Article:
The Mason City Globe-Gazette from Mason City, Iowa on February 21, 1931 · Page 1
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February 21, 1931

The Mason City Globe-Gazette from Mason City, Iowa · Page 1

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Mason City, Iowa
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Saturday, February 21, 1931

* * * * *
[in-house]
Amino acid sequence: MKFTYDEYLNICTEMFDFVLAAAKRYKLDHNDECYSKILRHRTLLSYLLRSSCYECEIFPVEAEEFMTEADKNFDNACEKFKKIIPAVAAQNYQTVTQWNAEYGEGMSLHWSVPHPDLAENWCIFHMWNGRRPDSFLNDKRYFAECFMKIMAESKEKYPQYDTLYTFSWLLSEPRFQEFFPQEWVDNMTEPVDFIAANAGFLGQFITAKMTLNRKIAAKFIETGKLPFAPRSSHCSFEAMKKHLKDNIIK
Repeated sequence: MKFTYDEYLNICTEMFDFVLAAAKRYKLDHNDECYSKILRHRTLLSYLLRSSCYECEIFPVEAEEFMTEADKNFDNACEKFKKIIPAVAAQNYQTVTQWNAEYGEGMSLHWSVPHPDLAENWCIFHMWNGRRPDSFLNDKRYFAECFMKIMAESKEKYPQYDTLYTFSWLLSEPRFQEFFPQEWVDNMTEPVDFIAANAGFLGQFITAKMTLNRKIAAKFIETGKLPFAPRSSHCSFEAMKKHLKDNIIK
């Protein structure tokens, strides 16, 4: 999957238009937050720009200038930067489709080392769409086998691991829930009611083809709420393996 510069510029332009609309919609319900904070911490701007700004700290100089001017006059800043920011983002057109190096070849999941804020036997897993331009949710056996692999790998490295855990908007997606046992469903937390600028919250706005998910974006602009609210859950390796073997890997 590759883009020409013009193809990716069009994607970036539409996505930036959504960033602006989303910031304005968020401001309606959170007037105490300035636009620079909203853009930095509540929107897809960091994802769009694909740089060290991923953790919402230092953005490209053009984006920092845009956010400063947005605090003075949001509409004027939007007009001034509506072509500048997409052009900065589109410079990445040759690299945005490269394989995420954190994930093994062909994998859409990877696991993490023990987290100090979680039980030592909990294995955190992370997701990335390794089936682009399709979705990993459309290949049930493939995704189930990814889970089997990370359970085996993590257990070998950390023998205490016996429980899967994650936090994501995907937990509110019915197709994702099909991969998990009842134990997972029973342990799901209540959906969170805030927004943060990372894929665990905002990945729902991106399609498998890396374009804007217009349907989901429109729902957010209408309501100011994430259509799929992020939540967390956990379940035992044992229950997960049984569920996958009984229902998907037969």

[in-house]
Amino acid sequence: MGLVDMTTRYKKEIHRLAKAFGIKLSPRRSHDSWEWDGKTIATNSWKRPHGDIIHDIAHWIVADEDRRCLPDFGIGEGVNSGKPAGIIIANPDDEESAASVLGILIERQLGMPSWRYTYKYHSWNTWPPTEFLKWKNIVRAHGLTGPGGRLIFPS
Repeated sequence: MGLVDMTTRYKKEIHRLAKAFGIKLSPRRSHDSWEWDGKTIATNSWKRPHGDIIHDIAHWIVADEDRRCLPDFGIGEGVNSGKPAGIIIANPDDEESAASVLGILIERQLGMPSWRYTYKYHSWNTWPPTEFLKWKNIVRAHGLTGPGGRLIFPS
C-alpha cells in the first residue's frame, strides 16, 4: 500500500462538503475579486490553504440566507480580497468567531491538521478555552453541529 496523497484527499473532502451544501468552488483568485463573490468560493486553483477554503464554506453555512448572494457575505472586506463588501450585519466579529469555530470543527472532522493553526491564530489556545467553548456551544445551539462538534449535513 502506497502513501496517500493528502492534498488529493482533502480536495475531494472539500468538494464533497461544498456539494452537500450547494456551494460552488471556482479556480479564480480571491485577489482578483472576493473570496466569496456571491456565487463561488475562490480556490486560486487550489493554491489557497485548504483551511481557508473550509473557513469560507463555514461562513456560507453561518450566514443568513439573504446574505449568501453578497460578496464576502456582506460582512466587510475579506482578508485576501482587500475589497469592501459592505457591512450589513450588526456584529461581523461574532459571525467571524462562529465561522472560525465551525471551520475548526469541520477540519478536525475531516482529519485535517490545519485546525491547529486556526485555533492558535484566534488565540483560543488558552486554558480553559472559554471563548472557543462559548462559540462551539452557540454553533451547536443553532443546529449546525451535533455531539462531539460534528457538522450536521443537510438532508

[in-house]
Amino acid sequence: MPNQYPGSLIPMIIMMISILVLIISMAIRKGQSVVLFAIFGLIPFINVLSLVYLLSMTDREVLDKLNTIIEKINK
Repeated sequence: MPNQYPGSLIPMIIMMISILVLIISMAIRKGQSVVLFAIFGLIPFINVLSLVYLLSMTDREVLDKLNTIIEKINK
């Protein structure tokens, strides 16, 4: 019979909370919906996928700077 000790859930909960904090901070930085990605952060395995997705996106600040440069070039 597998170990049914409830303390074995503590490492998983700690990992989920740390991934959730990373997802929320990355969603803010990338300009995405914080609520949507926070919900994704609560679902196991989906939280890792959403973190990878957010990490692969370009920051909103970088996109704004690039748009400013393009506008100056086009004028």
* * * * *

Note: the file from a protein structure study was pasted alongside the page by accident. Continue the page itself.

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North Iowa's DAILY PAPER Edited for the Home ·1 ··· -t L '') M £ ft ·i I 5 M E M A / t T O E ^ r OF J g | VOL. XXXVII ETVE CENTS PER COPY "THE NEWSPAPER THAT MAKES ALL NORTH IOWANS NEIGHBORS" OME E D I T I O N ASSOCIATED PRESS LEASED WIRE SERVICE MASON CITY, IOWA, SATURDAY. FEBRUARY 21, 1931 UNITED PRESS AND INTERNATIONA^" 8 f f a b ci '2: 1 v. ti ai ij ;S , 1 ' t* H Dry Circles Are Aroused Mrs. Willebrandt Is Sure of Grape Legality »[- I By CHARLES P.^ STEWART. · A S H I N G T O N Feb. 21. (CPA --Whenever Mrs M a b e l Walke Willebrandt ex presses her opin ion upon an- question arisin out of the eigh teenth amend m e n t o r Vol steadism t b. ablest wet-and dry authorities in the land listen respectfully. Not for noth ing, tbey agree did she sp n ' e a r l y eigh years intensively studying such problems, as the justice department's chief prohibition specialist. During recent weeks the smartest anti-rum experts in Washington' have made almost a microscopic ' examination of her assurance to her client, Fruit Industries, Ltd., of its perfect right to sell grape concentrates regardless oj their alco holic potentialities, provided they are lawfully latent potentialities a1 the time of the concentrates' delivery to customers. Their final verdict is that it is without a technical flaw. * * :* T HE description of grape concentrates, precisely in the form i marketed, as certain to 'develop a kick entirely on their own initiative, I is a trifle too casual. · A few ingredients do have to bs added. i Of course it is assumed that they ' will NOT be added. On that assump- Turii to Tagc Z, Column 8), iRISDEN DOESN'T iJplCJfAWET es - Not ^Remember; Saying | Conditions Were Worst | in 16 Years. 5 ' \ .DES MOINES, Feb. 21. OT)-- t lames E. Risden, chief of the state i, bureau of investigation, referring to (the statement attributed to him by ·Frederick C. Dezendorf, senior at- 'torney of the federal prohibition \oureau, that liquor conditions in l.'owa "were the worst in 16 years," .taid that "he did not remember justifying to the Wickersham com- '· ..iisispn that such was the case in ' i iwa.'" _ ; · "There is very little whisky in f-janva," Risden said. "We find very ilj ttle when we conduct raids. Al- JL'^vjiost without exception the liquor '}·'· seized is alchohol." Roscoe P. Bane, I' superintendent of public safety of '' Des Moines, however, reaffirmed the statement Dezendorf attributed to him, saying "if anyone knows where he can buy a drink in DCS Moines, I ivould like to know where that place Is." Death of Yorklown Man Is Thot Murder Instead of Suicide CLARINDA, Feb. 21. (.T)--Page tounty officials today were investi- I gating a new theory according to ' which Marion Annan, 62, Yorktown, found dead in his home Wednesday, Ivaa killed by a robber, rather than [hat he took his own life. L. D. Walker, coroner, expressed the belief that Annan surprised a fobber in the house where he lived alone, and that the intruder had ! Ihot the farmer in escaping. Annan's pockets were ransacked of tverything save a penny. AUNT HET Ey Robert Guillen Him, i "I still use lai-d an' tur- I pentine an' kerosene on Pa's ' chest to break up his colcis, but I have to put it on a flannel rag since lie shaved i his whiskei-s off." ALLEGED NEWS SUPPLEMENTAL. SERVICE JyfO. 117 Senate Receives Notes of Wickersham Committee TESTIMONY NOT LESS CONFUSING THAN ITS RESULT Secret Data and Opinion: of Cabinet Men Are Omitted. By S. BR. BLEDSOE W ASHINGTON, Feb. 21. (#)--The senate had before it today a bewildering mass of documents, data and testimony on liquor contro from the Wickersham commission. It represented part of the material on which the commission marie its conflicting report on prohibition Secret testimony was missing. The views of Secretary Mellon, Attornej General Mitchell and other official.- were not included. Standing out from the mass was Prohibition Director Woodcock's suggestion, made before taking the office, thai "Home option" was the solution oJ the liquor problem. The pile revealed also that John Motley Morehead, minister to Sweden, urged a modification of the Swedish system of liquor control for the United States. Mabel Walkei Willebrandt's defense of the legality of grape concentrates was detailed. Officers are Recommended. Recommendations for a veritable army of federal officers to enforce pT-ohibitioui attacks on the dry laws by labor"leaders,;rad repprts on conditions in 32 states were included in the data submitted. It seemed as controversy- provoking as the much discussed commission report itself, and like the report, furnished comfort for botli wets and drys. The senate is expected to take no action at present as a result of ""! glimpse behind commission · mes. It may cause argument ...it even that is not expected to be extensive. March 4 is at hand and the senate is weary. Transmitted After Resolution. The material was transmitted late yesterday to the senate in response to a resolution by Senator Tydings, democrat, Maryland, an opponent of the liquor laws. Woodcock's suggestion that leaving liquor undisturbed in private homes might close the lid on Pandora's prohibition box was unique and startling. It was made while h« was a special investigator for the commission, only a little while be- Fore he became prohibition director. He said his plan could be put into effect "by a simple administrative policy." "The citizen could not claim the right to buy or sell liquor," he added. "But if he possessed liquor, or makes liquor in his home and fn such a way as not to be observed by the public and if he properly supports his family, this policy would require that he be not dis"- turbed. Law Punishes on Failure. "If he fails in a single public duty, if he breaks the peace in any way, if he fails to take care of his family, if he fails to keep himself (Tom in I'ORe 2, Column 7). 25 CHORUS GIRLS FREED BY JUDGE Case Against Earl Carroll's Show.Dismissed by Court. CHICAGO, Feb. 21. (.T)--Charges against 25 chorus girls of Earl Car- -oll's "Sketch Book" of participat- ng in an obscene and indecent performance were dismissed today and cases against four principals dismissed when Judge Justin F. McCarthy sustained defense motions to end their triai. Counsel for defense in closing arguments attacked the testimony of Miss Effie Sigler'and Miss Sarah E. Riley, members of the motion Jicture censor board, on the ground hey failed to identify in the court- ·oom any of the defendants and hat their testimony was incompetent. They renewed their frequent motions to quash the complaint and were finally upheld. The show was to close a five veek engagement here tonight, returning for a second run after a veek in Milwaukee. It was raided Feb. 13 by police. The trial began ast Wednesday. BRITISH PRINCES MISS REVOLT Associated Presa Photo The Prince of Wales and his brother, Prince George, got out o£ Lima, Peru,-just in time to escape getting mixed up in a revolution. Above they are shown at a reception given in their honor when they visited tmia, Peru. Left to right: Lieut. Col. Luis ··»!. Sanchez Cerro, president who subdued the revolt; Wales, Mrs. Alfredo Mon(agnc, wife of th-» Peruvian foreign minister, and Prince George. ' Fighting Yoimgster and ' Arthur Makes Quieter Campaign Than His Opponents EDITOR'S NOTE: This is the final .story telling about tho Chicago mayoralty campaign. By VICTOR T. HACKLER CHICAGO, Feb, 21. (.T)--A comparative youngster with a reputation as a fighter and a crusading jurist who leaped into fame as a foe of gangland are challenging the reign of Chicago's verteran mayor. Arthur F. Albert, only 32 years old but an alderman for 10 years, is one of those trying to oust Mayor William Hale Thompson in Tuesday's republican primary. He is backed by the faction headed by Senator Charles S. Deneen. John H. Lyle, the municipal court judge whose campaign against the underworld won him the title "the nemesis of Gangland," is the other major candidate. Picas Much Alike. In vastly different ways these two candidates are saying- much the same thing: They are urging voters to turn the present administration out of the city hall and have hurled charges of "criminal-leading ul- liances" ad of corruption. Each claims to be the leading anti- Thompson candidate and asserts that a vote for the other means a vote for Thompson. Both have been at one time affiliated with Thompson's organization but both have been outspoken opponents in recent years. Altho this similarity of argument runs thru their campaigns the personalities of the two men are greatly different and there is much bitterness In the two camps because the anti-administration vote is being split. Spectacular Campaigner. Lyle is a spectacular campaigner as he is a spectacular judge. His stage properties are the deadly weapons of the gangster and .as he talks ic holds up a machine gun and Jemonrstrates how it is put together. Se tells why gangsters use that ;ype of weapon, how many shots it 'ires and how accurate is its aim. The audience shudders. Lyle is thin and of medium iclght, but he gives the impression ot enormous energy. He came to {Turn to I'UKC '2, Column 1). !anvas Company Wins From St. Ansgar 39-30 The Mason City Canvas'company .efeated the St. Ansgar Lions in ,he quarterfinals of the semipro asketball tournament at the Y. M. 7. A. Saturday noon 39 to 30. The anawha independents lost to the vntchell All-Stars 30 to 16 in the ther bracket of the quarterfinals, ^he winners were scheduled to meet n the semi-finals Saturday after- oon. Man and Woman Slayers Ride to Their Last Home NEW CASTLE, Pa., Feb. 21. M?) --Irene Schroeder ami W. Glenn Dague left here today by automobile for a ride half way across the state of Pennsylvania to Rockview penitentiary where they are sentenced to die Monday for the killing of a guardian of the state's highways. A little cavalcade of automobiles bearing the prisoners and a heavily armed guard left the Lawrence county jail at 11:30 a. m. Sheriff Frank Johnston and his men planned to dash all the way across country to the state's prison in high powered automobiles, a distance by airline of nearly 250 miles. The roads the doomed prisoners will traverse on their death ride once were patrolled by the victim of their banditry. Corporal Brady Paul of the state highway patrol. It was along a highway near here Dec. 27, 1929, that Paul was shot and killed as he sought the bandits who held up a grocery store at. Butler. Mrs. Schroeder and Dague both admitted they were the bandits. GUARD KING ZOG FROM ASSASSIN Albanian Ruler's Adjutant Is Killed by Shot Fired at Chief. VIENNA, Feb. 21. W)--Precautions for the safety of King Zog I, 36 year old self made monarch of Albania, were redoubled today as police investigated an unsuccessful attempt against his life as he left tho opera last night The king's adjutant. Major Top- olai, received one of the 12 bullets intended for the monarch and was killed instantly. Another bullet wounded an Albanian court official, M. Lipozova, in the hip. The two assassins, who gave their names as Asiz Cami and Nadk Tielezzi, were captured by chauffeurs of other cars standing- behind the royal vehicle. They were badly manhandled. Que'stioning brot no other explanation than they had acted thru political motives. A blood feud exists among the Albanian mountaineers against the king and there have been frequent attempts to kill him. He rarely emerges from his palace at Tirana without clouding his movements. King- Zog was proceeding thru the "ront door of the opera building to his waiting car when the shooting- occurred. ; MUSCLE SHOALS AND LOANS BILL CONGRES Little Concern Is Shown Over Routine Work at Hand. ^WASHINGTON, Feb. 21. /!)-- "· Congress was more concerned today' about veterans relief and Muscle Shoals legislation than it was with routine measures before it. The veterans measure was at the white house with a veto assured but party leaders discounted rumors that the president might threaten an extra session to raise money to meet its obligations if it were passed over his veto. Senator Reed, republican, Pennsylvania, who conferred yesterday with the president on the bill, said he had not heard the suggestion that Mr. Hoover was contemplating an extra session under the circumstances. Veto Expected. Muscle Shoals reached the senate today from the house where it was passed late yesterday, 216 to 153. There is little doubt that it will be approved Monday or Tuesday but some believe it will be disapproved by the president. The house today .considered miscellaneous bill as the senate worked on the last of the regular supply measures, that, for the navy. Sena- to'rv~Biaine,FTepublicau, WjKconsinj interrupted the course of the bill to urge Diistrict of Columbia legislation. Asks Supervision. Chairman Parker of the houae interstate commerce committee introduced a measure to put railroad holding companies under the supervision of the interstate commerce commission. A summary of n lengthy investigation of holding companies by the committee was made public yesterday. The house ways and means com- mitte closed its hearing on proposals for an embargo on oil importation and fixed Monday for a report. A compromise plan was in the making. The conference report on the $1,053,000,000 independent offices suply bill was adopted by the house and sent to the senate. Bullishness of Stocks at New Heights Prices Go '$1 to $12 Higher in Brief Session NEW YORK, Feb. 21. OB--Bullishness rose to new heights in today's brief session of the stock market, sending share prices $1 to $12'higher in the most active Saturday trading since last May. Transfers in the stock exchange for the two-hour session aggregated 2,400,000 shares of which 900,000 were traded in the last 30 minutes. The so-called pivotal stocks recorded gains of $1 to ?3, while a few issues were pushed up 54 to $12. The price trend wavered at times, but bulls made a 'supreme effort to close the list at the top, evidently to preserve speculative enthusiasm over the two day weekend, for the market will be closed Monday in observance of Washington's birthday. Stocks making- net gains of $2 to $5 included American Can, Air Reduction, American Smelting, American Tobacco B, New York Central, Eastman, Goodyear, Allied Chemical, Stone and Webster, Western Union, Gulf States Steel and U. S. Industrial Alcohol. Such issues as U. S. Steel, Radio and American Telephone gained about $1. Auburn was again the high flyer, gaining about $12 a share, closing at 5210.75, a new high for the year, and $109.25 above its January low. iRGHiriOSEN FOR ROAD Captain Campbell Is Knighted for Speed Mark Set at Daytona LONDON, Feb. 21. (.1')--Captain Malcolm Campbell walked into Buckingham palace this morning, spent 40 minutes with King George, and came out Sir Malcolm Campbell, his majesty having bestowed upon him the accolade of knighthood. The honor was in recognition of the captain's feat of driving an au' tomobile 245 miles an hour on the sands of Daytona Beach, Fla., on Feb. 5. Accident Injuries Fatal. SAC CITY, Feb. 21. Iff)--Zylphn Easier, 15, and Lucy Jean Mohler, 12, died from injuries received in automobile collisions. BEVERLY HILLS, Cal., Feb. 21. --Well, yesterday I had what I thot was a kinder funny "gag." I said the people the Red Cross really should reach was the ones away mck in the woods that no one ever aeard of, the senate and congress of the U. S. Well, I pick up the paper this morning and I find their sense of lumor didn't Jibe with mine. They had added the word not to the senate and congress and made it so it not only didn't have any humor but no sense. What I am trying to get at (if I can get the papers to use It as I want it) Is to have the Red ross care for congress and the senate instead of having it done as a 'dole" from the taxpayers, as it is now. Yours, Appointment by Governor Completes Roster of Commission. DES MOINES, Feb. 21. (.T)-Willard D. Archie, 35, Sidney, was nominated today by Gov. Dan Turner as the fifth member of the state highway, commission for a four year term -beginning July 1. Archie, who is an automobile dealer, lived for several years at Corning, Governor Turner's home. He was graduated from Corning high school in 1015 and attended Simpson college for two years. During the World war he served as a second lieutenant and later was a captain in the Iowa national guard. The nomination was received by the senate in executive session and was referred to a subcommittee for consideration. The appointment completes the roster of the highway commission, Governor Turner having previously selected C. C. Riepe, democrat of Burlington, for another term and Thomas A. Way, republican of Des Moines. Archie also is a republican. Two Will Kctirc. Clifford L. Niles of Anamosa, present chairman and H. A. Darting of Glemvood will retire from the commission in July. Without a dissenting- vote, the house passed the Hopkins bill requiring the study of Iowa as well as United States history In the public schools. Other bills passed finally by the house were: By Thompson -- Extending the season on red foxes upon petition of 250 residents in a county. By Booth--Designating- county trunk roads outside of municipalities as arterial highways and pro- (Tiim lo I'ujci; 2, Column 7). KINDNESS PAYS Mrs. Elizabeth c/'uscy (if St. 1'aul, Minn., received $10,000 by the will o£ Mrs. Anthony Smith of Chicago. Twenty-five, years ago Mrs. Cusey befriended Mrs. Smith when the luttcc became III on a train. Markets at a Glance NEW YORK: Stocks--Strong; American can leada upturn. Bonds--Heavy; Australian issues rally. Curb--Strong-; utility favorites touch new highs. Butter--Unsettled. Foreign exchanges -- Irregular; far easterns strong. Sugar--Steady; Cuban support. CHICAGO: Wheat--Barely steady; beneficial rains Kansas and easiness Winnipeg. Corn--Barely steady; forecast large receipts and lower Buenos Ayres. Cattle--Steady. Hogs--Steady. Rates Scaled Down From Those Advocated by Committee. r\ES MOINES, Feb. 21. f/PJ--The ·L' administration income tax bill was'in the hands of the senate today rearing- the stamp of approval of 82 members of the "house. Twenty"our representatives voted against adoption of the measure late Friday. The rules were scaled down ma- .erially from the recommendations of the joint legislative tax committee. As finally approved by the house, the tax on individual incomes would be as follows: One per cent of the first $2,000 of net taxable incomes. Two per cent on the third and fourth |l,000. Three per cent on the fifth and sixth 51,000. Four per cent on the seventh and eighth $1,000. Five per cent on all income over that amount. The bit Includes a 3 per cent corporation tax for both Iowa and foreign firms, while the original proposal was for 4 and 4',-i per cent. Would Deduct From Intnl. A single person would deduct $10 from his total tax and married persons would deduct $20. In addition S3 would be allowed for each dependent, an increase of $1 over the committee's proposal. A minimum tax of $3 would be levied against single persons with a net income of $1,000 and married persons with ?2,000. The measure was brot to a vote late in the afternoon following five hours of debate on the rates and exemptions. The final figures represented a. compromise, particularly on the corporation rates. Once during the morning the house rejected the 3 per cent figure, and then in the afternoon reconsidered Its action. Voting: Is Given. Fifty-seven republicans and 25 democrats xvere recorded in fnvor of the bill. Those voting against it were as follows: Republicans (12) Bair, Brown, Byers, Elliott, Ellsworth, Forsllngj (Turn to ruga 2, Column I . WANTED IN FOUND IN NORTH IOWA Fourth Suspect in Galva Case Arrested at i Spencer. PENCI3R Feb. 21. UP)--Deputy Sheriff ( CharIes Nash of Henry county, 111., this afternoon started for Illinois with Orvjlle Whisker, 49, captured on the Paul Enninger farm near hero as the fourth member of .he group accused of kidnaping Earl Yocum, Galva banker, last Oct. 21. Whisker, who readily admitted lis identity when confronted in u :ield by Nash and Sheriff Fred E. Srickson and Deputy Sheriff Harry Wilsey of Clay county, Iowa, had been working on the Enninger farm for two weeks. Ho told Enninger us name was Oscar Johnson. He worked for Enninger shucking :orn last fall and when he returned this month agreed to repair fences and do other routine work In return. :or his board, Enninger told the officers. Hunted Since Full. Nash and Erickson had been, working on the case since shortly after the kidnaping. They said they suspected Whisker last fall but when they were about to make an. arrest he disappeared. Whisker said he had since been in Nebraska but Nash declared he believed he had been in northwest Iowa thruout tho winter. Whisker was immediately recog- Des Moines Has Not Felt Zero Weather for Year and Six Days DES MOINES, Feb. 21. OP)--Today's pleasant thot: One year and six days havo passed, weathermen here said, stnca Des Moines experienced zero wctith- er, the last time tho mercury reached that point being Feb. 15, 1930, when" it was minus ten. Warmer weather was forecast for tho week-end. dition and return with Nash to Illinois where, he said, he expects "a hard rap." Vernon Ahlgren, Lloyd Winslow and Harry Whisker, cousin of Orville, are to face a jury Monday. Orville Whisker probably will be tried separately, as he must first be arraigned. Kidnaped Oct. 25. Yocum, president of a Galva bank, was kidnaped from in front of his home last Oct. 25. Mystery shrouded his disappearance for several days, Ma wife and the authorities working quietly to outwit his captors and prevent Injury to him. Mrs. Yocum answered a demand for ?SO,000 ransom by wrapping a block of wood and leaving it at the appointed spot. On the fifth morning- after his disappearance Yocum was liberated and returned unharmed. One by onu the alleged kidnapers were surrounded by posses and lodged in Henry county jail, where they await Kidnaping is punishable by death in Illinois. IOWA WEATHER Posailily i-ain in extreme- weo(: portion Siiturdny night; or Sunday; Increasing cloudiness in CGntruI and east portions; ruin Sunday or Sunday night; "1 slightly warmer Saturday nljfht. in central and oust portions; somewhat colder Sunday in e.v- ' tremo west portion. · · LOCAL STATISTICS Globe-Gazette weather figure^ for 24 hour period ending at 8 o'clock Saturday morning: Friday 43 Above Minimum In Night 2» Ahovo At 8 A. M. Saturday 27 Above Balmy days returned Friday! The day's maximum was 11 degrees above the freezing level and Saturday the rise of the mercury in the forenoon indicated a maximum more nearly 50. WEEKLY FORECAST CHICAGO, Feb. 21. til')-- Weather outlook for the week beginning Monday. Feb. 23: For the uppei- Mississippi and lower Missouri valleys: Mostly fair first half of week, probably precipitation period within latter half; temperatures mostly above normal.